The math behind deposit insurance is dividing a large number (deposit liabilities) by a small number (insurance fund). From Tyler Durden at zerohedge.com:
As Simon White writes today, “a full guarantee of all bank deposits would spell the end of moral hazard disciplining banks and mark the final chapter of the dollar’s multi-decade debasement.” And yet that’s where we are headed, even if with a few hiccups along the way, because as White also notes, with the latest banking crisis in the US, it’s the clean-up that could end up doing far more lasting damage. That’s because with the failure of SVB et al prompted the FDIC to guarantee that all depositors will be made whole, whether insured or not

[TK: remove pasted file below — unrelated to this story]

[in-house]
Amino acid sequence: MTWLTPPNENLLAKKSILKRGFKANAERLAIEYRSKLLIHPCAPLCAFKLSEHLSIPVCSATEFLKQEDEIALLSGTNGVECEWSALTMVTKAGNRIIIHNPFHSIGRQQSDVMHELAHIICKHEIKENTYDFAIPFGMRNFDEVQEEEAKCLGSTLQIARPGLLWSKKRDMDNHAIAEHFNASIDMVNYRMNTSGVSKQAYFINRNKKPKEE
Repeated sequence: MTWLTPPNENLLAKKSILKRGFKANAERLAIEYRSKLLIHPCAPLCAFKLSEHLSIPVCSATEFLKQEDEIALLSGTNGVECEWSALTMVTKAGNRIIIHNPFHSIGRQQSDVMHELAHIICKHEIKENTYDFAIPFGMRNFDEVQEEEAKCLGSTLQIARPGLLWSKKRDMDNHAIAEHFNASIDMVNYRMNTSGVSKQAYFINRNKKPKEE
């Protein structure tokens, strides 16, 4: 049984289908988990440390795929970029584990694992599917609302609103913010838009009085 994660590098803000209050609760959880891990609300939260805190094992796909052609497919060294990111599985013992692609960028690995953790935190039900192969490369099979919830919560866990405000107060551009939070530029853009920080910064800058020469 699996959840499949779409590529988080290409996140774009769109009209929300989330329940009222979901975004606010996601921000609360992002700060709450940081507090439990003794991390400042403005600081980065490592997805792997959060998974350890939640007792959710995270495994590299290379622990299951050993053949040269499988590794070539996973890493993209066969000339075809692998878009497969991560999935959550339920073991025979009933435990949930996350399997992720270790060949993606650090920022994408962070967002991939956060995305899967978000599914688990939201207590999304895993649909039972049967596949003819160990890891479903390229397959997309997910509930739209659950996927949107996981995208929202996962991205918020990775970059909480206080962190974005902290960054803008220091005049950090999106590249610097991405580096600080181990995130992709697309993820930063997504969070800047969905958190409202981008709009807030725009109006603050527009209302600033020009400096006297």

And so, the precedent is being set, with Treasury Secretary Janet Yellen commenting on Tuesday that the US could repeat its actions if other banks became imperiled. She was referring to smaller lenders, and denied the next day that insurance would be “blanket”, but given the regulatory direction of travel over the last forty years, this will inevitability apply to any lender when push comes to shove.
Realizing it’s just a matter of time before the next systemic crisis tips the banking sector over, over the weekend, a coalition of midsize US banks asked federal regulators to extend FDIC deposit insurance for the next two years, so as to alleviate any fears which could result in a wider deposit run on regional and community banks.
But what would deposit insurance of all $18 trillion US deposits – not just the $11 or so trillion in deposits that are currently “insured” by the FDIC – look like? As BofA’s rates strategist Mark Cabana writes, deposit insurance has been a very effective solution to stabilize deposit outflows historically. Deposit insurance can be done in a variety of ways: (1) all domestic bank deposits; (2) increase coverage to a higher amount vs. the $250k currently.